A Musical Work is a Set of Instructions


A musical work is a set of instructions that typically consists of music notation, which includes notes, and in some instances, musical lyrics. Music copyright infringement cases do not appropriately take account of the nature of music notation as a set of instructions. This leads to analysis in infringement cases that seriously misconstrues the history, uses, and functions of music notation. This misreading is a historical relic of the ways in which copyright has been applied to music. Copyright was first applied to words and was initially visual and textual in orientation. Since the earliest copyright laws, copyright subject matter has progressively expanded from granting rights to protect written expression to other artistic arenas. Copyright law has, however, consistently undervalued the art of performance while favoring the written expression of music, which has had a profound impact on varied musical forms. This emphasis on writings has disfavored some plaintiffs who have sought greater protection for their own performance practice, while at the same time disfavored some defendants whose creative, non-notated performance practice should allow a greater scope for their borrowing. This Article suggests that courts in interpreting infringement in music cases must look beyond the visual-textual and take better account of how music is actually perceived and practiced.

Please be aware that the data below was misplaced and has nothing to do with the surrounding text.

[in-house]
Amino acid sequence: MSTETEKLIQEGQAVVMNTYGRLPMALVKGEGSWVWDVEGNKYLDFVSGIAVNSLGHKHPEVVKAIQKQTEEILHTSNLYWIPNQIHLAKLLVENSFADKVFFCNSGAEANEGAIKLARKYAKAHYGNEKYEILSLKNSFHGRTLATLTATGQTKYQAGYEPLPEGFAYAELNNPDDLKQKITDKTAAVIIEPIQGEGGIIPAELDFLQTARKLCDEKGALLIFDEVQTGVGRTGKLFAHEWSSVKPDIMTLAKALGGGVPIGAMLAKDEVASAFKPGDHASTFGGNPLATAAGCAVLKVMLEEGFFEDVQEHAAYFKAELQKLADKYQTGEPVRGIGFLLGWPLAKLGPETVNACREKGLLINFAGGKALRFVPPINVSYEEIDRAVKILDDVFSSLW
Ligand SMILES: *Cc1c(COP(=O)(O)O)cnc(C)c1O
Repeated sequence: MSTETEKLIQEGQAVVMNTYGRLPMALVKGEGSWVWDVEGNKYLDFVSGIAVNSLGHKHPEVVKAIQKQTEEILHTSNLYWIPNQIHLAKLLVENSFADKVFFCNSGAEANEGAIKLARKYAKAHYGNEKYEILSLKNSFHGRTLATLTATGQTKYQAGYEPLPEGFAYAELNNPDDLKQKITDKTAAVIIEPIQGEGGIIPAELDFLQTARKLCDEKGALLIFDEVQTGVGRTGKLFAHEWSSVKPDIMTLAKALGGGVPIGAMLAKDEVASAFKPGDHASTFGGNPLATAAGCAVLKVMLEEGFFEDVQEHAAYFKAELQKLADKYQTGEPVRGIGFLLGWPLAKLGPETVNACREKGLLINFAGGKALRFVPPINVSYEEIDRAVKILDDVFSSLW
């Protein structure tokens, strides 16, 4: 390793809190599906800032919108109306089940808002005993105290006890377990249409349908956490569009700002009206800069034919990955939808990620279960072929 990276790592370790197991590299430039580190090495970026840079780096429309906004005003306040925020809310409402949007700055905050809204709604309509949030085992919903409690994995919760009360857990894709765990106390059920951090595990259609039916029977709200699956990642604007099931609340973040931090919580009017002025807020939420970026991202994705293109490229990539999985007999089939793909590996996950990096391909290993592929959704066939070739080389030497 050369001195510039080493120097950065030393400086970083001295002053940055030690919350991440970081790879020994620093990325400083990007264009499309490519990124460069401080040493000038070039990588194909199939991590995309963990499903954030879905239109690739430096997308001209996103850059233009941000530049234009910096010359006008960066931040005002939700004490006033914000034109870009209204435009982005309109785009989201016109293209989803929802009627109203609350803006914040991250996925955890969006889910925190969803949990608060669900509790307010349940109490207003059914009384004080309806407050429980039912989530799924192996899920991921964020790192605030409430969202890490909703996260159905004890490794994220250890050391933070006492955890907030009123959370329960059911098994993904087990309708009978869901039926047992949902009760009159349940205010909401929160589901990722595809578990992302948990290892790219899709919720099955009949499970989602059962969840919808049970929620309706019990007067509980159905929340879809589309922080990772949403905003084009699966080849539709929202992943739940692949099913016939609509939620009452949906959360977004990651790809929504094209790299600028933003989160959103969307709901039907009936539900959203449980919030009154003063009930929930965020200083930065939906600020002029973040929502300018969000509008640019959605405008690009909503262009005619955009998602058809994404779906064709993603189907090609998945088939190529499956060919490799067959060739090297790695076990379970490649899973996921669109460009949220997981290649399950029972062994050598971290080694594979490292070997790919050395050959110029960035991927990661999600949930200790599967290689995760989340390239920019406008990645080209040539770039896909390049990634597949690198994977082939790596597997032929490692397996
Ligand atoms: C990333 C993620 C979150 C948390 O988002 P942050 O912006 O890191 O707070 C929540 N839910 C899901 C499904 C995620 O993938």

This document is currently not available here.